Pinning down the properties of the invisible “dark matter” that holds our galaxy together has eluded scientists for decades. A University of Winnipeg (U of W) professor recently received funding from the Province to support his inquest into one of astrophysics’ biggest mysteries.
Assistant professor of physics Dr. Evan McDonough was awarded a $50,000 New Investigator Operating Grant from the Province to further his work taking on big, unanswered questions about dark matter.
McDonough says his approach looks back 13 billion years to when “somebody slammed on the brakes” of the initial rapid expansion of the universe. He compares the production of dark matter at that moment to the energy recaptured by an electric car while braking.
“If (you) want to answer the big questions, you should think about how (dark matter is) produced,” he says. “Then you can ask: ‘How much heat was also produced in that process? What other things are produced, and how do we observe them?’”
Fellow U of W theoretical physics professor Dr. Andrew Frey says questions like these draw out “subtleties” that pop-culture understandings of dark matter and black holes often miss.
The New Investigator funding will allow McDonough to hire a master’s student. The successful applicant will join undergrads from the U of W and master’s and PhD students from McGill University and the University of Manitoba on his team.
They will also have the opportunity to participate in the Winnipeg Institute for Theoretical Physics (WITP), a group of 27 academics and their students who have contributed to expanding the reach and impact of McDonough’s work.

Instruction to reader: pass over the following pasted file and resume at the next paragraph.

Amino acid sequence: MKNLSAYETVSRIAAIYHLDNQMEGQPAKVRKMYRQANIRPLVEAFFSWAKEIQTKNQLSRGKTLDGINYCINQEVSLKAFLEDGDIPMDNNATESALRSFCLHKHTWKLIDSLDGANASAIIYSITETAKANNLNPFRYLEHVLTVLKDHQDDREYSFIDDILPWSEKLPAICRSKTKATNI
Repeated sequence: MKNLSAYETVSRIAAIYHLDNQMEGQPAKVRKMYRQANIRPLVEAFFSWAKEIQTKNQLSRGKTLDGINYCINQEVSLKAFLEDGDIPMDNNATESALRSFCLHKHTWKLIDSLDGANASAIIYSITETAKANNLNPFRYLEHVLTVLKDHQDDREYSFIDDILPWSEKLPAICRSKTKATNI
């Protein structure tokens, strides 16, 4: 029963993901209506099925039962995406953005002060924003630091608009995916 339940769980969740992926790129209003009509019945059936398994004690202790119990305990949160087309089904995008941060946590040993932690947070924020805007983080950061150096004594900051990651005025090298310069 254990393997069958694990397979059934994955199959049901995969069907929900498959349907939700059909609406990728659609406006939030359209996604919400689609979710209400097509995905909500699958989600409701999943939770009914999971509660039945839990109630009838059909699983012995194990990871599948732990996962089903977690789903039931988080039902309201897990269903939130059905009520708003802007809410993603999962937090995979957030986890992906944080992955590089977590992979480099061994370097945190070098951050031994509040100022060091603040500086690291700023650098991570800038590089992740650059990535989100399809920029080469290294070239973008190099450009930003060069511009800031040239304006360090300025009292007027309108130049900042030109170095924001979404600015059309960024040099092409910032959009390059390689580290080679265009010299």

“I was raised in a big family. I have four siblings, so I like the big-group environment,” McDonough says. “I like a lot of people contributing with different, diverse perspectives, backgrounds and opinions.”
Frey says the group-based environment McDonough fosters has a “multiplying effect” on U of W researchers’ capacity for generative work.
“Theoretical physics works a lot by ideas,” Frey says. “One of the good ways to generate ideas is talking to somebody else who also knows all the ins and outs of what’s going on. Having somebody else here who’s at that cutting-edge research stage is really good for the (working) environment.”
Both professors say the WITP distinguishes itself through emphasis on group work and “pen-and-paper physics” as a means of tackling problems where experimental study is impossible.
“People who think in the abstract, solving equations on the board, getting together and trying to solve problems, that’s, within Canada, fairly unique to Winnipeg,” McDonough says. “We’re the biggest centre for theoretical physics between Vancouver and Waterloo.”
McDonough is in his third year as a professor. He says the grant’s “moral and financial” support is pivotal as he continues to adjust to the freedom and responsibility of professorship.
“The first five years as a faculty member (are) when you carve out a niche for yourself,” he says. “I am an emerging leader, and (the grant is) going to help propel me forward to being a world expert.”
Published in Volume 78, Number 14 of The Uniter (January 18, 2024)